A lovely hello to you amazing people. I have taken a brief intermission from reviewing Core De Force (hopefully I will return sooner rather than later) since things have been extremely busy for me. Most of you know me well enough – a mother to a 5 year old daughter (starts kindergarten in a month), working a full time office position, exercising 5-6 days a week (usually at 5am), keeping my certifications and registrations current and progressive, trying to eat healthy, AND – are you ready for it – in a relationship unlike any I have ever had! That’s right – let me give you the quick cliff notes – single mother (divorced) dating a single father (never married) with a 2 year old little boy.
Look how grown up my daughter is looking –
Yes, that is us getting froyo together. 🙂
It makes me smile to think about. He makes me smile to think about. The point of this is not to brag about my relationship – it is to expose the truths of dating after divorce and/or as a single mother. I am sure somewhere down the line, you may get his perspective but we all know which is more important. I am kidding.
Side note: My daughter’s father and I were married for a couple years. He is an amazing friend and father and he and I have a still have a great relationship. We talk to each other every day and co-parent extremely well. We simply were not meant to be married. The two men in my life have met each other and, because of their maturity, can be depended on in the future to do what is best for the kids. This post should not discount the marriage I had because I learned from it, we raised our daughter in it, and we will continue to always be in each other’s lives. I wish him pure happiness. 🙂
I could go on for days and days about several topics (dating in general, a single mother dating, bringing families together, parenting), but I am going to condense it unless I get enough response otherwise.
I met him and his encapsulating smile about six months ago, we talked for hours that evening and have not stopped since. It sounds cliche to write but it is the truth and I feel extremely lucky to have found this kind of romantic narrative for my life. Okay – stop gagging. If anyone had been watching us they would have described it as two people clawing to know as much about each other as quickly as possible in an attractive manner. Is that possible? What kind of picture did that paint? A strange one. We were intoxicated by each other from the moment we met.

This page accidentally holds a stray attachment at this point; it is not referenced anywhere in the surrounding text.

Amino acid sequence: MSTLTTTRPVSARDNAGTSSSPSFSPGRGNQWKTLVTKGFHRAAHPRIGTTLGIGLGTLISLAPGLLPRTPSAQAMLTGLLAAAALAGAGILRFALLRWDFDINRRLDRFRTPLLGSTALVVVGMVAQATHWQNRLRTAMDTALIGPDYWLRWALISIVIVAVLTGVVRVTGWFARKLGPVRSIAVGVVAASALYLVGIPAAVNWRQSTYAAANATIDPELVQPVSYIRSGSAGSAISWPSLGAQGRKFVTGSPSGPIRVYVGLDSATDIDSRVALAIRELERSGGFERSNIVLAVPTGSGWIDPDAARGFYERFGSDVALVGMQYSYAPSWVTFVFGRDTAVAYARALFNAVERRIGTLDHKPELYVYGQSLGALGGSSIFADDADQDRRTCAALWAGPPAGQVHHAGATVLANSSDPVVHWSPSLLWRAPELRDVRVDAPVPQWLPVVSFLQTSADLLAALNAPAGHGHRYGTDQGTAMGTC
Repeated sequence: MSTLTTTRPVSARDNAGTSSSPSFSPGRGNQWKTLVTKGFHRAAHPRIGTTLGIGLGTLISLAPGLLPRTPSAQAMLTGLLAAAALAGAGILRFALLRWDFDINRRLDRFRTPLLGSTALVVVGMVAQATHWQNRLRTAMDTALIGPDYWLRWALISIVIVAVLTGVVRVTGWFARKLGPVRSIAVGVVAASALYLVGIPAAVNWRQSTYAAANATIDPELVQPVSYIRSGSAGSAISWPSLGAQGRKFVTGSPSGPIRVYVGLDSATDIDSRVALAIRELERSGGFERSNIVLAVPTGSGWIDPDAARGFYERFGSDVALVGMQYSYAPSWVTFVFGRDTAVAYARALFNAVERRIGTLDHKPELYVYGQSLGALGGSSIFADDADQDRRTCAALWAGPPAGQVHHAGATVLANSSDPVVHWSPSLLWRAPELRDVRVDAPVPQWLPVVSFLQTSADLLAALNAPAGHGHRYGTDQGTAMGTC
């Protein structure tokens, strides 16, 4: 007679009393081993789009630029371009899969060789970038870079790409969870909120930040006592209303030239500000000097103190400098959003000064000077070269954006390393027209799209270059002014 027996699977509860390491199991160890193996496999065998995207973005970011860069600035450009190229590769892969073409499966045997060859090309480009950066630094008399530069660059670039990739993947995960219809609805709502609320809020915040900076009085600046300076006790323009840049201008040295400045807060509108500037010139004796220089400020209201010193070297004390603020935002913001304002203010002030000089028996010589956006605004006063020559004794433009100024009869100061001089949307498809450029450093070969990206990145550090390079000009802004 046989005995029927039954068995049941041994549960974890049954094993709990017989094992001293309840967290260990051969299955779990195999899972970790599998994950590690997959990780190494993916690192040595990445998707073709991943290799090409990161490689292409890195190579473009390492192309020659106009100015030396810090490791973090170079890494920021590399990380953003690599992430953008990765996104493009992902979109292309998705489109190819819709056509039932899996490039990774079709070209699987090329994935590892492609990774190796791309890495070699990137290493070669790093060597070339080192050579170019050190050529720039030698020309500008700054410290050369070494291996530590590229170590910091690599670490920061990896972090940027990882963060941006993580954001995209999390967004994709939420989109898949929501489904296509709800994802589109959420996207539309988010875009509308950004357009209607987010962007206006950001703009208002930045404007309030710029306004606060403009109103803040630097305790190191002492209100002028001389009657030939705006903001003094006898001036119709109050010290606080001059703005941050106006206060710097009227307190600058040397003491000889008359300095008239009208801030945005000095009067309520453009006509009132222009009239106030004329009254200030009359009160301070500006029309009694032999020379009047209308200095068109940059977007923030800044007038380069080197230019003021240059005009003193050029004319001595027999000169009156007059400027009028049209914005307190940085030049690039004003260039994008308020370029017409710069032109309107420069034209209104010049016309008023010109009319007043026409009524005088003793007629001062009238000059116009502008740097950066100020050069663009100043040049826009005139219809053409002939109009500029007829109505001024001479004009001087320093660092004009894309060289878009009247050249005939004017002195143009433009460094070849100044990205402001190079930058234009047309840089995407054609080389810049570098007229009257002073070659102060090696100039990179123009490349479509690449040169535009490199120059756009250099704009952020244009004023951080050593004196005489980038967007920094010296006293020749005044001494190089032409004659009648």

Some of you may ask if I was looking for someone. I was not. I was doing the ‘working mom’ thing and I am sure some people would tell you I had my ‘do not disturb’ sign on my forehead when it came to dating. I was focused on my work, my health, and my daughter. I was raised to be an independent woman by my strong mother and my idea of companionship/marriage/a partner is not that of a typical person. I have never been swept off my feet, I never really pictured that fairy-tale romantic life for myself, and I have never depended on someone else (other than my mother). One of the biggest obstacles we face is my independence. He struggles to do nice things for me or help me because I have never really allowed a man to do that. I am not sure he will ever understand how grateful I am for it since he thinks it is a given for a man to do such things. If I were to give you a piece of advice it would be this – appreciate each other and make it known to each other. When you start taking one another for granted, I am pretty sure things start getting rocky.